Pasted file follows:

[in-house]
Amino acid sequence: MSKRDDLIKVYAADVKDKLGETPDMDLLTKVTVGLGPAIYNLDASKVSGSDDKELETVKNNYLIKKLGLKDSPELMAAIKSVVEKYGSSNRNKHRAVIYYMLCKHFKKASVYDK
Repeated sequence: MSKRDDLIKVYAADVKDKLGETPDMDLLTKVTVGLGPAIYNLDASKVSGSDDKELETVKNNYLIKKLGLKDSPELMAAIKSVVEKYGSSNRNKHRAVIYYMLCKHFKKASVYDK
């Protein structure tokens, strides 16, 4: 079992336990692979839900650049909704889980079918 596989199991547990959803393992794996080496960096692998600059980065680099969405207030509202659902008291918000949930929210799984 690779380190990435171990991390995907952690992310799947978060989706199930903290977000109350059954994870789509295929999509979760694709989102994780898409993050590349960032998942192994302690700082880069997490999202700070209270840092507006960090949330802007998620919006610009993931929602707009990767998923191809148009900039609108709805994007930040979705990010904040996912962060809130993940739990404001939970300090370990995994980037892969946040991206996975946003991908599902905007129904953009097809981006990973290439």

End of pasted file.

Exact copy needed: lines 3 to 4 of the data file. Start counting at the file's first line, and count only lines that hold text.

Repeated sequence: MSKRDDLIKVYAADVKDKLGETPDMDLLTKVTVGLGPAIYNLDASKVSGSDDKELETVKNNYLIKKLGLKDSPELMAAIKSVVEKYGSSNRNKHRAVIYYMLCKHFKKASVYDK
């Protein structure tokens, strides 16, 4: 079992336990692979839900650049909704889980079918 596989199991547990959803393992794996080496960096692998600059980065680099969405207030509202659902008291918000949930929210799984 690779380190990435171990991390995907952690992310799947978060989706199930903290977000109350059954994870789509295929999509979760694709989102994780898409993050590349960032998942192994302690700082880069997490999202700070209270840092507006960090949330802007998620919006610009993931929602707009990767998923191809148009900039609108709805994007930040979705990010904040996912962060809130993940739990404001939970300090370990995994980037892969946040991206996975946003991908599902905007129904953009097809981006990973290439």